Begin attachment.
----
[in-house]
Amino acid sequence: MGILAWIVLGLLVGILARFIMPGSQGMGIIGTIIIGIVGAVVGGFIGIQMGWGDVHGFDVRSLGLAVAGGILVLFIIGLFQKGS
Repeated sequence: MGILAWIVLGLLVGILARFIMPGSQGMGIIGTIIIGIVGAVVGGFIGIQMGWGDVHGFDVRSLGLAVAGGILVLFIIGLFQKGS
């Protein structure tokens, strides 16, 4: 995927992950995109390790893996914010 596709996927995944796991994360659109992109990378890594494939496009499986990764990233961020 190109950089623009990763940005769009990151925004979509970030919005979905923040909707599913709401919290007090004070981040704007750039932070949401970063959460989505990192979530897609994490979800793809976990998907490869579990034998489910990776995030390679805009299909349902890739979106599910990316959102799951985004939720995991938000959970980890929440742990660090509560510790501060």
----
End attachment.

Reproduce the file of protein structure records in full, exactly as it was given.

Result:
[in-house]
Amino acid sequence: MGILAWIVLGLLVGILARFIMPGSQGMGIIGTIIIGIVGAVVGGFIGIQMGWGDVHGFDVRSLGLAVAGGILVLFIIGLFQKGS
Repeated sequence: MGILAWIVLGLLVGILARFIMPGSQGMGIIGTIIIGIVGAVVGGFIGIQMGWGDVHGFDVRSLGLAVAGGILVLFIIGLFQKGS
């Protein structure tokens, strides 16, 4: 995927992950995109390790893996914010 596709996927995944796991994360659109992109990378890594494939496009499986990764990233961020 190109950089623009990763940005769009990151925004979509970030919005979905923040909707599913709401919290007090004070981040704007750039932070949401970063959460989505990192979530897609994490979800793809976990998907490869579990034998489910990776995030390679805009299909349902890739979106599910990316959102799951985004939720995991938000959970980890929440742990660090509560510790501060």